The biological damage that resulted from the use of ‘dispersants’ during the ‘Torrey Canyon’ oil spill (1967) indicated that the early dispersants were highly toxic and, perhaps, caused more damage than the oil alone. Despite subsequent improvements in the formulation of dispersants considerable apprehension at their use has persisted, with a number of governments placing severe restrictions on their use.

This apprehension is based largely on concerns about the toxicity of dispersants and consequently this has been much researched. Unfortunately, interpretation of some of the resulting data is difficult This is due to the lack of uniformity in experimental procedures, and also to difficulties in using toxicity data to determine the effect that dispersants and oils may have on coastal or inshore communities.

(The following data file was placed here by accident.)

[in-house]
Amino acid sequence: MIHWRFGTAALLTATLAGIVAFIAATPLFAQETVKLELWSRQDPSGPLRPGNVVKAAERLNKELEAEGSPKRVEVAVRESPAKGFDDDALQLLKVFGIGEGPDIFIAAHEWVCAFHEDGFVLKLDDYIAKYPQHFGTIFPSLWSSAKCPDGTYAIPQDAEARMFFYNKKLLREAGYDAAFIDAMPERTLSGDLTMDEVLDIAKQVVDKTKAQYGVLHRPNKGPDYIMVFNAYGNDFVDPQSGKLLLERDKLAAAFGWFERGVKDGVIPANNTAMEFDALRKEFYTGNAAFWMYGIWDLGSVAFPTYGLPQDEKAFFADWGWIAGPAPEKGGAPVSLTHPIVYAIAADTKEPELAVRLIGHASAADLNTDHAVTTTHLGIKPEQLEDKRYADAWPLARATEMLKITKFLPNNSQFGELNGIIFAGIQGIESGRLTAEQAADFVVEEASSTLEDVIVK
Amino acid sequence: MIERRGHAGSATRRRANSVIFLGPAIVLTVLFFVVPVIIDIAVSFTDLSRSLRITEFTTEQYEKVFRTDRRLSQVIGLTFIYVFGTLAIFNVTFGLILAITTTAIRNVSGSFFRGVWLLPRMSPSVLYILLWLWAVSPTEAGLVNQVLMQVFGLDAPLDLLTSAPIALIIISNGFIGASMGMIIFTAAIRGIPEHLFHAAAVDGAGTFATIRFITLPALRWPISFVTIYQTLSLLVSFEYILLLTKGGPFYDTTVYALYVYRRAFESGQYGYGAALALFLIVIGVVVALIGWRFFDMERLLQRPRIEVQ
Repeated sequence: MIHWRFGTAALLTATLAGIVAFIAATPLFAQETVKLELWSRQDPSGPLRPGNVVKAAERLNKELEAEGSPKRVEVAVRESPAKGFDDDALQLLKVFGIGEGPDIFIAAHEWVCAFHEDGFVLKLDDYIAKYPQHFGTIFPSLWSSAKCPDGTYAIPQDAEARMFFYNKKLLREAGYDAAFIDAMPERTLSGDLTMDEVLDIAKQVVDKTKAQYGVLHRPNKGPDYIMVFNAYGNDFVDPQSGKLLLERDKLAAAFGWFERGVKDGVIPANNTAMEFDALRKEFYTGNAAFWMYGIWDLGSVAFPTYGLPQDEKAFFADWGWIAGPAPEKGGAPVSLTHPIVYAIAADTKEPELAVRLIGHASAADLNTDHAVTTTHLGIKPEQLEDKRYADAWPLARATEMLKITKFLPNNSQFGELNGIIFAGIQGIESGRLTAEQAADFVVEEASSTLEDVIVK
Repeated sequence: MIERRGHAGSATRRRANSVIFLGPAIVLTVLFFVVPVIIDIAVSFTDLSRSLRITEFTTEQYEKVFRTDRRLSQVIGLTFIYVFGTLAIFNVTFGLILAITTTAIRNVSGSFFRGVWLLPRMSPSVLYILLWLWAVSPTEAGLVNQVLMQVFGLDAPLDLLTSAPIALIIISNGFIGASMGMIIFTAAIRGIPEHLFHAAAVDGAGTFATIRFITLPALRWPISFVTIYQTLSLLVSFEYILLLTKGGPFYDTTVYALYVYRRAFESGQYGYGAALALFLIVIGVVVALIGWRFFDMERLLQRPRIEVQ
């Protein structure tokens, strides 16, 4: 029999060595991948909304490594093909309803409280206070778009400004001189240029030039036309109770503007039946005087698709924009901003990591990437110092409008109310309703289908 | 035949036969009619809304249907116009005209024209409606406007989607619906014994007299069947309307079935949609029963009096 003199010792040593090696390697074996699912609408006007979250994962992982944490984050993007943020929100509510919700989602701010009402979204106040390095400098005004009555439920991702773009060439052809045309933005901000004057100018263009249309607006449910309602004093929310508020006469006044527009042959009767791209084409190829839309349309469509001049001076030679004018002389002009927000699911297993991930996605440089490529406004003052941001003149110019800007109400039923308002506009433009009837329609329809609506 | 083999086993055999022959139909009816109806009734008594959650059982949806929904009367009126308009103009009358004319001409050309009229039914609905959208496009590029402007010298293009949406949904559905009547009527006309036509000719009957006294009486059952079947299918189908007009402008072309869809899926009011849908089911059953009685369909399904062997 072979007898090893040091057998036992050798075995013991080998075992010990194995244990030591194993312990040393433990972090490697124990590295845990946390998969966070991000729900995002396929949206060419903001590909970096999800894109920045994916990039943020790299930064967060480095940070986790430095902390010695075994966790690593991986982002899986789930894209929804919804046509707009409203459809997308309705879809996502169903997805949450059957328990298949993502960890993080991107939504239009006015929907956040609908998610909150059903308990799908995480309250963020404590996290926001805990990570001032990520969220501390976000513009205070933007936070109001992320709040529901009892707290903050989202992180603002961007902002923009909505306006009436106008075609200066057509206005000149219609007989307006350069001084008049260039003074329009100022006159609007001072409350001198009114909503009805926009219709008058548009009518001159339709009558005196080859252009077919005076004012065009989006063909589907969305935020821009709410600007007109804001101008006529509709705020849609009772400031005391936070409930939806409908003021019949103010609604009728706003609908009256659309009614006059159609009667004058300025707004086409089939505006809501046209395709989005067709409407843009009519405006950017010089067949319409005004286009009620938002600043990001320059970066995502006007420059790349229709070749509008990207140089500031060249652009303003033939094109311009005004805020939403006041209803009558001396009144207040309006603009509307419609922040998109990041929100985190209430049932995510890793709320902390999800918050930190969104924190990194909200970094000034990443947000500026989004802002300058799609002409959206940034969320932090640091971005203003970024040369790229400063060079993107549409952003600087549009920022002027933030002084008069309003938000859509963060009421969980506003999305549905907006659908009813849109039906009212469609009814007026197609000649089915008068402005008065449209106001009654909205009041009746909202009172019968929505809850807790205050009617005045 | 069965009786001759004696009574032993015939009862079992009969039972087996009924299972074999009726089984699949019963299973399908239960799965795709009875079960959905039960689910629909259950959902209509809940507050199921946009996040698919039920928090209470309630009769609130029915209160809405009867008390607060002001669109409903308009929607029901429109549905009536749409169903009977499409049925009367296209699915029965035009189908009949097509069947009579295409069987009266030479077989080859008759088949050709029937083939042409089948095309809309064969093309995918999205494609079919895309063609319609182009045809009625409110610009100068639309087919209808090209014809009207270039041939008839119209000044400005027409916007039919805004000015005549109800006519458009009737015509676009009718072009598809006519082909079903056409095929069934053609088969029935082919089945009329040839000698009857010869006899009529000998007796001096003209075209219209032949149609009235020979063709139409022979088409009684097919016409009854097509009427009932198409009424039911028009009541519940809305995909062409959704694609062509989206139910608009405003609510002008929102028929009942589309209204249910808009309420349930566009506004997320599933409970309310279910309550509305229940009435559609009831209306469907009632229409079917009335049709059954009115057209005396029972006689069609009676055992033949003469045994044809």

There is little information on the effect, and behaviour, of dispersed oil in the marine environment and this is particularly true when we consider long term effects and community recovery.

This paper reviews the information that is available from field and laboratory studies and challenges the validity of some entrenched attitudes to dispersants. Decisions regarding dispersant use must be made in consideration of a range of priorities and protection of one sensitive habitat may entail additional risk to another. Site specific priorities must by identified and options for dispersion considered with reference to all possible spill control strategies.

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